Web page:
BISMARCK, N.D. (KXNET) — Fighting addiction is hard enough. It takes an emotional and financial toll on families — and even those looking to keep clean face barriers when it comes to staying connected with their doctor.

Thankfully, in a first-of-its-kind app, created by a company called Atadas, AddMedPro helps those with addiction stay on the path of sobriety.

“One of my issues is that a lot of my patients are rural,” said Substance Use Disorder Treatment Physician Assistant, Grant Lannoye. “I have patients that come from Williston, Bismarck, Grand Forks, kind of all over to see me.”

One of the key aspects of medical assistant treatment is monitoring if patients are taking their medications appropriately — which can be difficult when your clients are spread out across the state.

“One of the ways we would do that is pill counts,” Lannoye continued. “I would say to my nurse, ‘hey I need a pill count done on John Doe.’ So she picks up the phone and tries to contact John Doe. Most of the time, we can’t get ahold of them, and leave a voicemail. After several voicemails, we get in touch, and then you tell them they have to go to pharmacy XYZ so that they can count your medications.”

With all those hoops to jump through, Atadas realized that the need to keep patients and physicians connected and on the same page is critical. And in such a technological world, the company decided to create an app that would do just that.”

“So, they get a text notification on their phone,” Lannoye explained. “They lay their pills out on the table and they take a picture of them. And then they have to take a picture of themselves too, or a selfie so I know it’s them. And those come back to our inbox, and we review them, and look to see when they had their medications prescribed.”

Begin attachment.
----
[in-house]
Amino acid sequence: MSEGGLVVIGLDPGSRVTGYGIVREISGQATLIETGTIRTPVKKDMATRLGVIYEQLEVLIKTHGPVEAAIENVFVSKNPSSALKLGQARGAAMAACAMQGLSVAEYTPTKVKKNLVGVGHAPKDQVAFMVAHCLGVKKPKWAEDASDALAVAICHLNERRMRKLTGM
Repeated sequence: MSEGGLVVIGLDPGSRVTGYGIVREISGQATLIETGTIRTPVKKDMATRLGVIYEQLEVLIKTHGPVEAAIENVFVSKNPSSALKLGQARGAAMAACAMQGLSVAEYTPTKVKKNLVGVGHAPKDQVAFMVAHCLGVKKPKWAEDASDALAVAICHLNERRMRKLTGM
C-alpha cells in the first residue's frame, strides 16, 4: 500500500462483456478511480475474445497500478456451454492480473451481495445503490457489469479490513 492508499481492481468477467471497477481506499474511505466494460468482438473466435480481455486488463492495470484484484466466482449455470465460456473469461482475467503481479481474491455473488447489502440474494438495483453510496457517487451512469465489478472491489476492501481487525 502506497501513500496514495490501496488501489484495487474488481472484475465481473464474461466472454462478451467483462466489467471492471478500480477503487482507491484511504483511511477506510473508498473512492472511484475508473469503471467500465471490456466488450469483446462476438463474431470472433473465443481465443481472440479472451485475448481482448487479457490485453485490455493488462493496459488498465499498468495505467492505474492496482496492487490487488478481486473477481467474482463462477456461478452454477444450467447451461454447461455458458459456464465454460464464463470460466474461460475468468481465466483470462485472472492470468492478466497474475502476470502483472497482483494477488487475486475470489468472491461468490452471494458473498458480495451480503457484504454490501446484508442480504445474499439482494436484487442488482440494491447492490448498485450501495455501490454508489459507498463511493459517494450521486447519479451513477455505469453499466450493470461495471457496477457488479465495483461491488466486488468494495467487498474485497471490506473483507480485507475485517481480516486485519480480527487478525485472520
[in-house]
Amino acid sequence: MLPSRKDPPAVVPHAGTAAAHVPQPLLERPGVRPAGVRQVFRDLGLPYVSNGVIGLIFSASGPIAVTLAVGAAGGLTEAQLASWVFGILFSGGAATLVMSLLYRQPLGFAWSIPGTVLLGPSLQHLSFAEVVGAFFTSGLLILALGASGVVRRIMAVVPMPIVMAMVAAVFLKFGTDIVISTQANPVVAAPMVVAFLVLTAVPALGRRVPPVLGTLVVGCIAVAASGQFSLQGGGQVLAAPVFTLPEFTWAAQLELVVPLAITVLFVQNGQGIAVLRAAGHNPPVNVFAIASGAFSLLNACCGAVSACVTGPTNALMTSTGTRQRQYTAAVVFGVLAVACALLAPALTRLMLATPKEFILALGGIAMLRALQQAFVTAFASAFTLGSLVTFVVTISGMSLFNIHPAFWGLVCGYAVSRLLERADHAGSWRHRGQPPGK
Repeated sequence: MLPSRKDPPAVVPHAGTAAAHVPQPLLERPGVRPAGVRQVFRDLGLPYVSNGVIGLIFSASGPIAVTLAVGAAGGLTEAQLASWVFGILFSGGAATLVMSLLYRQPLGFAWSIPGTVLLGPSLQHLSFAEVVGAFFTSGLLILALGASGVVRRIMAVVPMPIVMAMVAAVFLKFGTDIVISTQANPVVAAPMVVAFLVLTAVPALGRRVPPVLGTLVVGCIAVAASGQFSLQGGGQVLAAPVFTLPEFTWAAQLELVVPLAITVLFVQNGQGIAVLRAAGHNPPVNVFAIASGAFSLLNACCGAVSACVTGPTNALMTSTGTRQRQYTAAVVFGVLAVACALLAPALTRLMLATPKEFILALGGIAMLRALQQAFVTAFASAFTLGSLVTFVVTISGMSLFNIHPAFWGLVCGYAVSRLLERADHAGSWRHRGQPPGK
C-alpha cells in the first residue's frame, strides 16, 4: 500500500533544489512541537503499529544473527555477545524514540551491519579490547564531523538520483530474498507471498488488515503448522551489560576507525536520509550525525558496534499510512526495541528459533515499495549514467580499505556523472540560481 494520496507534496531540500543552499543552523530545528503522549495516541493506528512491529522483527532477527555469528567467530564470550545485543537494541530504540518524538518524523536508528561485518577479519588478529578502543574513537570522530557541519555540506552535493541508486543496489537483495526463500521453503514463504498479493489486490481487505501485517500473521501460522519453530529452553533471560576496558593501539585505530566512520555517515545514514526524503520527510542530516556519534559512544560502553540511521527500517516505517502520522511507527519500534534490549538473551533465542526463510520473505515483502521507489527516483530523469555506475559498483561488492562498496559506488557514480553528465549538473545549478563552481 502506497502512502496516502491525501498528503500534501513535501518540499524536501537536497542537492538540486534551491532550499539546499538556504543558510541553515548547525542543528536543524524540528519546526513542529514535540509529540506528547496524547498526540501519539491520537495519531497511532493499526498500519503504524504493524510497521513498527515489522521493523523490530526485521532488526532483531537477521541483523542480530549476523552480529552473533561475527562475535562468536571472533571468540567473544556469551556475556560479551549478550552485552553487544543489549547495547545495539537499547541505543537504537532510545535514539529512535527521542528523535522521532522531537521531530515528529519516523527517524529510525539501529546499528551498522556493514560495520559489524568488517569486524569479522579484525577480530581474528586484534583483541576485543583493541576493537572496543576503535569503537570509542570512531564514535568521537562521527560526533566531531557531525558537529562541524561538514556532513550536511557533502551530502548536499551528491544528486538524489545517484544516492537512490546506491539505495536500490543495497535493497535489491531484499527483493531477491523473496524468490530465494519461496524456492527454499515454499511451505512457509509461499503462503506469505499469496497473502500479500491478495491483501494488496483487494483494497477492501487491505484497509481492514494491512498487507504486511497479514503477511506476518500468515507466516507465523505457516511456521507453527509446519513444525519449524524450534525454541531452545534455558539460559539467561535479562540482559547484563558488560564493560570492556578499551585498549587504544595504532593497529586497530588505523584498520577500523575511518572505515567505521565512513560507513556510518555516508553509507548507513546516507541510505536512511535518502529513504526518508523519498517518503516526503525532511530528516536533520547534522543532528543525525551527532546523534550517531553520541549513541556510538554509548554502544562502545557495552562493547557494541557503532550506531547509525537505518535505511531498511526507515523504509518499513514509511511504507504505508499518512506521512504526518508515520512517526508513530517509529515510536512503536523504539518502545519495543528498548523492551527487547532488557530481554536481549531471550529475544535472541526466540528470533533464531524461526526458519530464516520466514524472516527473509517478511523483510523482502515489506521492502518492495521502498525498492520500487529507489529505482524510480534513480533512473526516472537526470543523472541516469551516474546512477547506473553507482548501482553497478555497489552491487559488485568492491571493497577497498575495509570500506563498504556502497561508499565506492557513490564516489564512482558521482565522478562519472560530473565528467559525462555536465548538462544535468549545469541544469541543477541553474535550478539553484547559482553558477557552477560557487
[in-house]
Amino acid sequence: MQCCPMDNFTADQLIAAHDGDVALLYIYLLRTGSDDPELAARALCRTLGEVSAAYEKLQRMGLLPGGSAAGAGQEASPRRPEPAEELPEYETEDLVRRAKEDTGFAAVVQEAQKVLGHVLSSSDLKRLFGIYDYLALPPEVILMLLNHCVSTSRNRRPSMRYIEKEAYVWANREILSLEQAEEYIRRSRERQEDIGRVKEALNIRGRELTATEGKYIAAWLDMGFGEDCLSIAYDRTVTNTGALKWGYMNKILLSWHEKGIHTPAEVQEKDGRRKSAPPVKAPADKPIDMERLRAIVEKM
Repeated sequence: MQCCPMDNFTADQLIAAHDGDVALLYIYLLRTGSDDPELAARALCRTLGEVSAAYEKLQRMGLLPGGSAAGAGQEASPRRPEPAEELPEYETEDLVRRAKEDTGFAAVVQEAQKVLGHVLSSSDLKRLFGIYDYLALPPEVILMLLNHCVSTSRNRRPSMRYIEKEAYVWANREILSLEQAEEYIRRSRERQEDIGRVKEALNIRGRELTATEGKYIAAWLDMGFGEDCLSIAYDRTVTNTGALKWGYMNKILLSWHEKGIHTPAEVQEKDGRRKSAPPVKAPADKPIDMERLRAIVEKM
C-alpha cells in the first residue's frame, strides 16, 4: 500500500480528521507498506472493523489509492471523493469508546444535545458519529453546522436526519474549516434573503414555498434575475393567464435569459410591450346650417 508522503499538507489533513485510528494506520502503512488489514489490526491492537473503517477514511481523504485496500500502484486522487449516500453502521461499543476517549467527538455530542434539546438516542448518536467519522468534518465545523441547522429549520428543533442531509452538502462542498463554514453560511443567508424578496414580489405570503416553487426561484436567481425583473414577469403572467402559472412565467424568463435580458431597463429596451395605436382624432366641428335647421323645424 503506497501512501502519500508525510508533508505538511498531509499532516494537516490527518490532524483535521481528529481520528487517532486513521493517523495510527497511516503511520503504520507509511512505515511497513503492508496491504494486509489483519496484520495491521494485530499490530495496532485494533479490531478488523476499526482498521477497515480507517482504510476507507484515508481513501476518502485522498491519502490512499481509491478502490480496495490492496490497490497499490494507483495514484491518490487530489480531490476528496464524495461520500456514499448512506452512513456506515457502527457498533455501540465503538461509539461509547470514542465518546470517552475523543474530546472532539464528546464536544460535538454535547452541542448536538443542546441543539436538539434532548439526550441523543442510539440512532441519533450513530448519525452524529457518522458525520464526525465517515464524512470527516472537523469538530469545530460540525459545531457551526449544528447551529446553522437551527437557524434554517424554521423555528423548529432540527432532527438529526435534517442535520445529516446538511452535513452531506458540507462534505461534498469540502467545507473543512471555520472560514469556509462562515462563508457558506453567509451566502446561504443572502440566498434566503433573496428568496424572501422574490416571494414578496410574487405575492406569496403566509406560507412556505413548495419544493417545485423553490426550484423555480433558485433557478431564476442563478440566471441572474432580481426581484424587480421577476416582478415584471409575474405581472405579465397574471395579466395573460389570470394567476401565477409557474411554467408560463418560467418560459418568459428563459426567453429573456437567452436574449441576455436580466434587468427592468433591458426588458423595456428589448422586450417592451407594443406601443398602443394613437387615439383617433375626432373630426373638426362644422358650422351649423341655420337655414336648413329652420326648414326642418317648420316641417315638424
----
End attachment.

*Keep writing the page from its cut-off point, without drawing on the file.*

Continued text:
The idea for this new app started during the Pandemic.

“During the COVID shutdown,” Founder and CEO of Atadas, Bill Farr stated, “there wasn’t an easy way to connect with patients between visits. There were TeleHealth and video consultations, but physicians wanted more interaction. So, we created a technology that enables the provider to connect better with patients — in particular, OUD patients, Opioid Use Disorder patients, to better connect and better engage the overall outcome of that process.”

According to Farr, AddMedPro is already making connections with doctors easier and is already starting to change the lives of those living with addiction for the better.

“We did a two-year pilot from 2020 to 2022,” Farr continued, “and we studied drop-outs on treatment. And we found that this app actually increased patient retention, and keeping patients in treatment is what it’s about.”

According to Farr, that retention rate increased by around 39% — which, as mentioned in the quote, is the app’s main goal. By helping patients stay in treatment with medication-assisted therapy, it can aid in making their chances of quitting that much better.